Uriah Heep
Uriah Heep - Official Web Site



October 1970 - November 1971

From the top: Mick Box, Paul Newton, Ken Hensley, Iain Clark, & David Byron.

Many more pics and snippets from Paul Newton's archive here

 

Whatever, Heep's first visit to the States beckoned, and with travel sickness pills clasped tightly in sweaty mitts they headed off, complete with new drummer lan Clark (recruited from fellow Vertigo band Cressida), to a country that immediately warmed to them in a big way. That first trip threw them straight into the lion's den, playing 20,000 seat arenas in support of top US pop band Three Dog Night and Steppenwolf.

 "Playing with Three Dog Night was all wrong musically," recalls Box, "but it was invaluable experience for us." With that experience behind them it was time to go to work on album number three. Bron's deal with Phillips/Vertigo was now over, which left him free to set up his own label with the benefit of having acts already signed to him. (The first releases on the new label, Bronze, were re-issues of Heep's first two albums.) The recording of

Look at yourself took place during the surnmer months of 1971, marking a hat-trick of visits to Lansdowne, which was fast becoming a second home for them, and things were clearly gelling nicely.

 "LOOKAT YOURSELF was the point in time when the band really found a solid musical direction," confirms Bron. And then there's the cover, featuring a mirror that offers your reflection, distorted, of course - Box's idea. Never mind the sleeve, it's the music that counts with LOOK AT YOURSELF.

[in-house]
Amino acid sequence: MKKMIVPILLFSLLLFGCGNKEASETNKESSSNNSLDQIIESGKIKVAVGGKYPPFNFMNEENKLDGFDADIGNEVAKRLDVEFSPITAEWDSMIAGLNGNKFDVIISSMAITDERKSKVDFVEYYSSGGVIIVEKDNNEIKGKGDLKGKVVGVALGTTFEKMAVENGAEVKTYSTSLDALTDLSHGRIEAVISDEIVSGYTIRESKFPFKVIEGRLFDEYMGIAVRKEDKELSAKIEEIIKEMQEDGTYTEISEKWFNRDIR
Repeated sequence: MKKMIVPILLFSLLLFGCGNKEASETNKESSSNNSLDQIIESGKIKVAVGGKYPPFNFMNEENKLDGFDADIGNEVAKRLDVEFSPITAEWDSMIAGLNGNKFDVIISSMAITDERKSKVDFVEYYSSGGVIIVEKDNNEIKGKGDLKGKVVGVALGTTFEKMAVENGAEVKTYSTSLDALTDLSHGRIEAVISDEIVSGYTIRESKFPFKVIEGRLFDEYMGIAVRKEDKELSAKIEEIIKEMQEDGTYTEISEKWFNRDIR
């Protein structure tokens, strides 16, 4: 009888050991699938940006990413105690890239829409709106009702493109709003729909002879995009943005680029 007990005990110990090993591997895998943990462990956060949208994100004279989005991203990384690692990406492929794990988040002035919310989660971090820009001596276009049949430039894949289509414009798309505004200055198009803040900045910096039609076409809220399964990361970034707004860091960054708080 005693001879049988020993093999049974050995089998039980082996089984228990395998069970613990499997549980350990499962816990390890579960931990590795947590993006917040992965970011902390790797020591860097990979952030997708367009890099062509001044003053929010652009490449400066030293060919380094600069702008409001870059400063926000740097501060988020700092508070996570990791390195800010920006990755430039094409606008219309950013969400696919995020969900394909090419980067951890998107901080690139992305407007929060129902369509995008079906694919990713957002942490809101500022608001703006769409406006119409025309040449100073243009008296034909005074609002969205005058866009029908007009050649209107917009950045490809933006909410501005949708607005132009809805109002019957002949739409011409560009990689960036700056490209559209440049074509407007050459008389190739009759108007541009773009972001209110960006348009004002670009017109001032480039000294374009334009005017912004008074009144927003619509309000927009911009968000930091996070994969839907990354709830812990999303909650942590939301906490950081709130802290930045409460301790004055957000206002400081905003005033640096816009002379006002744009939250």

The disparate ideas that had been a prominent feature of SALISBURY had suddenly stopped travelling at parallels and began to entwine, producing a more unified sound and direction. What's more apparent is the confidence shown, notably with 'Look At Yourself', 'Tears In My Eyes' and more particularly 'July Morning', a true classic of epic proportions that is as ingrained in the tradition of British rock as the likes of Led Zeppelin's 'Stairway To Heaven' and Deep Purple's 'Child In Time'. 

Ken Hensley: "I think that 'July Morning' is one of the best examples of the way the band was developing at that point in time. It introduced a lot of dynamics, a lot of light and shade into our sound." Box remembers the album more for the way the band fell into line with each other, and 'July Morning' aside, there's certainly a consistency of sound that testifies to that. 

The UK audience acknowledge that too by making it Uriah Heep's first chart album, going in at No.39. Yes, things were going well; success in Germany had opened up large parts of Europe for them, inroads had been made into the USA and even Britain, critical reaction aside, could not ignore the band. 

Things were good but they were going to get better. A lot better. The advent of 1972 was to witness substantial changes in the Heep camp, brought about, predominently, through the continuing development within the band, as Hensley explains. "The relationship, musically and personally, between myself, Mick and David developed so quickly, it was spontaneous. 

And the three of us were increasingly becoming the nucleus of the band, looking to fill the other two places." Both lain Clark and Paul Newton were not happy chappies, for various reasons, and Newton was the first to go, making way for one Mark Clark to come in, though his too was to be a brief stay.


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